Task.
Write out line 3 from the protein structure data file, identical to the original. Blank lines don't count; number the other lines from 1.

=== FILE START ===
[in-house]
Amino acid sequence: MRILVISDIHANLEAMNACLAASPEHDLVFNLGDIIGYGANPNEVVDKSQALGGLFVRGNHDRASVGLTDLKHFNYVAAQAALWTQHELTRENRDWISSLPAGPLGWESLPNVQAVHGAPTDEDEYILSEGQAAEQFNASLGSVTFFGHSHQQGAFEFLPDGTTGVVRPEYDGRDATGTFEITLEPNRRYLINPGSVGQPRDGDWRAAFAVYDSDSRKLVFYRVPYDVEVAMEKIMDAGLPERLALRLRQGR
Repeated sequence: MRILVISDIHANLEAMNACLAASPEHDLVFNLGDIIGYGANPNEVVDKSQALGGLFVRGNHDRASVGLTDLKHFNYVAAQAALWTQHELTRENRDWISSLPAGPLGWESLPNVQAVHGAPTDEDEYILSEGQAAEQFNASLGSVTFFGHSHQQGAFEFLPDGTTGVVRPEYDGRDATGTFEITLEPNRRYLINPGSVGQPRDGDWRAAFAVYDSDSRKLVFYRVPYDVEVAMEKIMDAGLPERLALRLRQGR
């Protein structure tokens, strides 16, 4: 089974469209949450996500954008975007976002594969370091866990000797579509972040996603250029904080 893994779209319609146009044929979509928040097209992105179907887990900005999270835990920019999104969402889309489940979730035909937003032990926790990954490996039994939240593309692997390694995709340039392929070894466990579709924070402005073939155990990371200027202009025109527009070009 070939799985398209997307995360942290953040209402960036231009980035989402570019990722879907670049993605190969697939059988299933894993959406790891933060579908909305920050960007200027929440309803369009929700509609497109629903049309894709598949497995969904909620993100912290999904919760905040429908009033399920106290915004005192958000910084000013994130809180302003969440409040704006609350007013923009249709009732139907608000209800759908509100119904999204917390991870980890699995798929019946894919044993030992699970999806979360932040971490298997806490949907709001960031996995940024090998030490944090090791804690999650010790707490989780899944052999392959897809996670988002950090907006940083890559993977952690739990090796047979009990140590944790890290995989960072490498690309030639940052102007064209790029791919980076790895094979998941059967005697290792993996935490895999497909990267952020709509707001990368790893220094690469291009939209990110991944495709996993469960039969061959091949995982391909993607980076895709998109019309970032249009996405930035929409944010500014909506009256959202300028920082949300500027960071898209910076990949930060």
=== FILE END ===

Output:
Repeated sequence: MRILVISDIHANLEAMNACLAASPEHDLVFNLGDIIGYGANPNEVVDKSQALGGLFVRGNHDRASVGLTDLKHFNYVAAQAALWTQHELTRENRDWISSLPAGPLGWESLPNVQAVHGAPTDEDEYILSEGQAAEQFNASLGSVTFFGHSHQQGAFEFLPDGTTGVVRPEYDGRDATGTFEITLEPNRRYLINPGSVGQPRDGDWRAAFAVYDSDSRKLVFYRVPYDVEVAMEKIMDAGLPERLALRLRQGR